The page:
I'm afraid to write this, because I know how polarizing this particular debate is, but part of the purpose of this blog is to document our life to my children, and that includes - occasionally - telling them how I feel about things...
When it comes to debates about abortion, my initial feeling is flat out confusion. I truly don't understand.
I came across an info graphic on Facebook about a week ago that offended me deeply - and I'm not often offended. My looming menstruation was probably partially to blame for the fact that I found myself wanting to curl up into fetal position and cry for a week, but the feeling was real, and it really hurt.
The graphic uses drowning as a metaphor for unwanted pregnancy. It facetiously stated that because being in water can lead to drowning, no safety devices should be permitted in the water, because everyone should know that water can lead to drowning and the only 100% effective way to keep from drowning is to stay out of the water. It was snarkily poking at those who oppose birth control.
Reading the graphic initially made my stomach sort of churn. I saw the parallel, even found myself being slightly - yet uncomfortably - swayed by the clever seeming presentation.
Until I saw this phrase: "You should see DROWNING as a gift."
This phrase stuck in my head - it repeated because I knew there was something very, VERY wrong with it, but I couldn't quite place why it made me want to vomit. Shortly after this, I was trying to think of a different example for this parallel - a situation in which this statement would not be mockable, because simply putting one word in place of another to prove that the original statement is ridiculous is really not a valid style of argument. There must be SOMETHING that could make this statement always, always true. Winning the lottery. Living in peace. Having parents and family who love you. Wait - A CHILD!!! Just because the statement above is ludicrous, does NOT make the statement 'Babies are gifts', 'Family is a gift', 'Love is a gift', etc. equally ludicrous. It got me for a second - and everyone who agrees with the point of the infographic probably bought it as genius, but it really isn't. It's actually stupid enough for me to wonder if the graphic might possibly be against the argument it seems to be representing... but anyway...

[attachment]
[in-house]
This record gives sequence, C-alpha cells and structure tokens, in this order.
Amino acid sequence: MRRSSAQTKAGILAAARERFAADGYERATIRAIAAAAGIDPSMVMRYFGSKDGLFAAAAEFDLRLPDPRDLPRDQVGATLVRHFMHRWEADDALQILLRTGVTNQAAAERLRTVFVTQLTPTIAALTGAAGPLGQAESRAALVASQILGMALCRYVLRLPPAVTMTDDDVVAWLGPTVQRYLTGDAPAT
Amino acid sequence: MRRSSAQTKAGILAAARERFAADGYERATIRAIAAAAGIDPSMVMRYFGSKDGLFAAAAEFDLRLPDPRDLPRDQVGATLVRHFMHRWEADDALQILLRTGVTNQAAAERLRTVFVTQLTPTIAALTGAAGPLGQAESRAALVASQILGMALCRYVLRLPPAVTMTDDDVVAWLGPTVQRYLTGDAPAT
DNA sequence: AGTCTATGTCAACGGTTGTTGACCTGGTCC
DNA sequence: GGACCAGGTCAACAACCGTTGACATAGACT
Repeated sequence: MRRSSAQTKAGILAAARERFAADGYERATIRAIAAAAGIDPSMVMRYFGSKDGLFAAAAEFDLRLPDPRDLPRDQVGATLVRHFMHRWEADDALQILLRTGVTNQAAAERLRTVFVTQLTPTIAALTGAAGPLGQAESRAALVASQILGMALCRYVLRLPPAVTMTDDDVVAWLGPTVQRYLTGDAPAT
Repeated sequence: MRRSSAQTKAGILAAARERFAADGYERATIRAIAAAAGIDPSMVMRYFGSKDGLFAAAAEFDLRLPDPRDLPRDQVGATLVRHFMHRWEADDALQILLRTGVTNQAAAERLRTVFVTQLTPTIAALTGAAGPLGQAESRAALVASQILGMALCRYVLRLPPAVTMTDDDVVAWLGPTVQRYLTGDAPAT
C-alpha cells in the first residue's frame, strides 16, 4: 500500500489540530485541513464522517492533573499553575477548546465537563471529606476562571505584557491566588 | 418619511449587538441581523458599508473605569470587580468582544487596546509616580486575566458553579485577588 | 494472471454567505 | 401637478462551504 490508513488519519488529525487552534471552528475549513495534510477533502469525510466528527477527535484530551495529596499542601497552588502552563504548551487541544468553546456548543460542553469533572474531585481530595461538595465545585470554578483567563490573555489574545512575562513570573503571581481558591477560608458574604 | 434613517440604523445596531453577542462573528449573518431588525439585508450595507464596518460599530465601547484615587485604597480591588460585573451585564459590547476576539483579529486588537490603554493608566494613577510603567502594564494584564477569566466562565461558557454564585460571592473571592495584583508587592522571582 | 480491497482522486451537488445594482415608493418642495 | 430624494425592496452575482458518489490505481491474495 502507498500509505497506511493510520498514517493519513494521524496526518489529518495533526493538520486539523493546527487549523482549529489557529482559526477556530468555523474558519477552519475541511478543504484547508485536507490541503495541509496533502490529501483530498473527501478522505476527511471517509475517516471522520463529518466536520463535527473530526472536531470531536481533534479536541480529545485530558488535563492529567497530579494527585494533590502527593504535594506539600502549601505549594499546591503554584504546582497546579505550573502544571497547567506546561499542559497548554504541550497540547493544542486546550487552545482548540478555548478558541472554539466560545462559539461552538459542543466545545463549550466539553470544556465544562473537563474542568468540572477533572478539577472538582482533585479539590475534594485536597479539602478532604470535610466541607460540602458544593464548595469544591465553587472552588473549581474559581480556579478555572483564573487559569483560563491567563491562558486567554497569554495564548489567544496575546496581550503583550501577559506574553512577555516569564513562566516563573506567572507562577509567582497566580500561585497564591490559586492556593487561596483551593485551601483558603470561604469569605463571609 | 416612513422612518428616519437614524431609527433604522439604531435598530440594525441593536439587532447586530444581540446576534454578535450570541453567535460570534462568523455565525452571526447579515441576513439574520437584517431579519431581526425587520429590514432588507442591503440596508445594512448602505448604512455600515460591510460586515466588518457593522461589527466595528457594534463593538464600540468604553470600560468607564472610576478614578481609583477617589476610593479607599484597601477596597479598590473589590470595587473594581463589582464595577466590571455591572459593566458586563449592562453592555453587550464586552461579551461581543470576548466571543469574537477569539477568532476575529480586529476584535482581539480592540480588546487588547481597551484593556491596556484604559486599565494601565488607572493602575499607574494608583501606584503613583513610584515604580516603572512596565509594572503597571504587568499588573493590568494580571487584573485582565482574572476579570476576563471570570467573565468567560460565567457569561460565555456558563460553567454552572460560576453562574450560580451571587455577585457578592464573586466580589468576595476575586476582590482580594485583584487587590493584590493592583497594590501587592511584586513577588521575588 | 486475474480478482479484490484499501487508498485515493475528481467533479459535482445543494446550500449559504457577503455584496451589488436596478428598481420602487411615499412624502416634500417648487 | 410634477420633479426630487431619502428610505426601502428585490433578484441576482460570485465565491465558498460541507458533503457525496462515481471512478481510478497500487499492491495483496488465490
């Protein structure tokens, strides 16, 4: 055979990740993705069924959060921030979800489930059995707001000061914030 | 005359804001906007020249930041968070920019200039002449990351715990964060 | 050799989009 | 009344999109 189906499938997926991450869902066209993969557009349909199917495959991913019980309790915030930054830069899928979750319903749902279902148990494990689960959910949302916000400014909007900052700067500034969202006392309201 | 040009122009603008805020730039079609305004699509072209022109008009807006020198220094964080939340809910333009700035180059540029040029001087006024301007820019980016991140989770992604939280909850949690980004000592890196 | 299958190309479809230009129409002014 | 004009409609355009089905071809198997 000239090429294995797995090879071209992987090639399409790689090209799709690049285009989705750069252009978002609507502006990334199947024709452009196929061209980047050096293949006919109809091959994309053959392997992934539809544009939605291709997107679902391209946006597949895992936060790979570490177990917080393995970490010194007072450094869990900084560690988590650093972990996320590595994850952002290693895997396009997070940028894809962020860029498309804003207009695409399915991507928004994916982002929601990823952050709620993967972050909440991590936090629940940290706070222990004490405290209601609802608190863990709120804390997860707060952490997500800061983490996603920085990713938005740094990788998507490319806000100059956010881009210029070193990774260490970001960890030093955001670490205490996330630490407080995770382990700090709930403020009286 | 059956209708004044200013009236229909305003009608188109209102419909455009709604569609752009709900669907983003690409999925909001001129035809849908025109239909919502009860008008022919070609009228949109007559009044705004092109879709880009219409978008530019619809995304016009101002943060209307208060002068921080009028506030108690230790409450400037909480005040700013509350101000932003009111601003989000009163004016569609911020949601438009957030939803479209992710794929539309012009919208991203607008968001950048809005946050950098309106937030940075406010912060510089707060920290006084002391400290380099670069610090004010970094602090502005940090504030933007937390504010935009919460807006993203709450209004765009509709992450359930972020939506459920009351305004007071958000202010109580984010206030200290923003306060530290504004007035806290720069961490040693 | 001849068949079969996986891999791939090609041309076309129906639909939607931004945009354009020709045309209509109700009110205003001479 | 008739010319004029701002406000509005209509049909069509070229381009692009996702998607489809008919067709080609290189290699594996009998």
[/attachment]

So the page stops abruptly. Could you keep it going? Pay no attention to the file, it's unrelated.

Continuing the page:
The infographic was subtly saying that being encumbered by an unwanted child is comparable to drowning. Baby = death.
I was an unwanted child. My mother considered aborting me - and I don't blame her for this consideration because I understand that she was not ready for the complication I caused her. I understand, but that doesn't mean abortion would have been the right thing to do. I can understand a lot of poor choices, but having compassion on a person's situation does not make those poor choices 'right'. Experiencing the frustration of a crying baby for nights on end made me understand how some mothers might be tempted to shake their babies - but it doesn't make it ok.
It hit me that the world really seems to believe that because I was not wanted - my life is somehow not valuable. That my mother may as well have died as carried me to my birth. Like I said earlier, I blame my emotional pre-menstrual state, but this struck me to tears. It struck me because I have friends who believe this. Members of my own family believe this.
But the frustrating thing is, they would probably refuse to draw this parallel. This is where I don't understand.
They wouldn't mean ME. They might say that if I had been aborted, no one would have known any different, so it somehow wouldn't have mattered. This is true, but that doesn't mean that the implication and bold statement that life might have somehow been better without me doesn't hurt. It does. It hurts a lot. And even if my mother's life would have been drastically improved by my non-existance, would that really justify my death?
I didn't like the idea of abortion for personal reasons for years before I became pregnant with my first child, but I had reservations. Pregnancy locked it for me. I learned the science behind an infant's development. I learned when a fetus develops major organs, loses a tail :) and begins to hear sounds outside a mothers' body. I learned about how distinctly HUMAN a baby is from the first things we know about their development. Then, when I had my second child, I learned how completely different children are - even months before they are born. There are quirks that I noticed about Audrey's personality within me that were SOOO different than Clara's, and some of these quirks I was blessed to witness when she emerged. Funny little body spasms and movements that are just so very HER.